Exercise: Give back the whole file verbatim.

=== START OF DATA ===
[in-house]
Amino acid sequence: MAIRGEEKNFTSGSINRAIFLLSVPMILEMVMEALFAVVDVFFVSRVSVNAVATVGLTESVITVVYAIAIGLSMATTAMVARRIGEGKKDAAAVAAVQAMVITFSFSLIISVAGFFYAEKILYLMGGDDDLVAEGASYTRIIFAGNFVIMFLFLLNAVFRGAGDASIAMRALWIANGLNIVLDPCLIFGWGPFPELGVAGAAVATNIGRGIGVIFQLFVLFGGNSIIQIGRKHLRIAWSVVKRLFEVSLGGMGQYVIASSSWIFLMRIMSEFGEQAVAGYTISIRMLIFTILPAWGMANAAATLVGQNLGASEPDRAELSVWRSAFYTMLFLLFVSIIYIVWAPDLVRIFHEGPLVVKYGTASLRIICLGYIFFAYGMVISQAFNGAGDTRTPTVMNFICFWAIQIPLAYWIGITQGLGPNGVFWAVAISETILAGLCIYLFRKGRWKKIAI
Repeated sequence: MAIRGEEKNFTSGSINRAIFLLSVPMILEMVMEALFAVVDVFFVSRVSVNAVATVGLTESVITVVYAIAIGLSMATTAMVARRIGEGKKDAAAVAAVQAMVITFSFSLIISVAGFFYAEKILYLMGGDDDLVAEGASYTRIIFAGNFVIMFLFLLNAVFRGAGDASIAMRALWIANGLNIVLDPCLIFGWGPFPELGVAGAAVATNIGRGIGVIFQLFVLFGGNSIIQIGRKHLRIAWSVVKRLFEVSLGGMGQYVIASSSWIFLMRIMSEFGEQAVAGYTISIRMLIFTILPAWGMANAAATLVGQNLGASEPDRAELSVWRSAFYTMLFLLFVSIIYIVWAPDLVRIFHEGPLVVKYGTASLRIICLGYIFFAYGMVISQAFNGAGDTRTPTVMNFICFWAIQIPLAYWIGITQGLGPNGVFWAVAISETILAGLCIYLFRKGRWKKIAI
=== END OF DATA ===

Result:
[in-house]
Amino acid sequence: MAIRGEEKNFTSGSINRAIFLLSVPMILEMVMEALFAVVDVFFVSRVSVNAVATVGLTESVITVVYAIAIGLSMATTAMVARRIGEGKKDAAAVAAVQAMVITFSFSLIISVAGFFYAEKILYLMGGDDDLVAEGASYTRIIFAGNFVIMFLFLLNAVFRGAGDASIAMRALWIANGLNIVLDPCLIFGWGPFPELGVAGAAVATNIGRGIGVIFQLFVLFGGNSIIQIGRKHLRIAWSVVKRLFEVSLGGMGQYVIASSSWIFLMRIMSEFGEQAVAGYTISIRMLIFTILPAWGMANAAATLVGQNLGASEPDRAELSVWRSAFYTMLFLLFVSIIYIVWAPDLVRIFHEGPLVVKYGTASLRIICLGYIFFAYGMVISQAFNGAGDTRTPTVMNFICFWAIQIPLAYWIGITQGLGPNGVFWAVAISETILAGLCIYLFRKGRWKKIAI
Repeated sequence: MAIRGEEKNFTSGSINRAIFLLSVPMILEMVMEALFAVVDVFFVSRVSVNAVATVGLTESVITVVYAIAIGLSMATTAMVARRIGEGKKDAAAVAAVQAMVITFSFSLIISVAGFFYAEKILYLMGGDDDLVAEGASYTRIIFAGNFVIMFLFLLNAVFRGAGDASIAMRALWIANGLNIVLDPCLIFGWGPFPELGVAGAAVATNIGRGIGVIFQLFVLFGGNSIIQIGRKHLRIAWSVVKRLFEVSLGGMGQYVIASSSWIFLMRIMSEFGEQAVAGYTISIRMLIFTILPAWGMANAAATLVGQNLGASEPDRAELSVWRSAFYTMLFLLFVSIIYIVWAPDLVRIFHEGPLVVKYGTASLRIICLGYIFFAYGMVISQAFNGAGDTRTPTVMNFICFWAIQIPLAYWIGITQGLGPNGVFWAVAISETILAGLCIYLFRKGRWKKIAI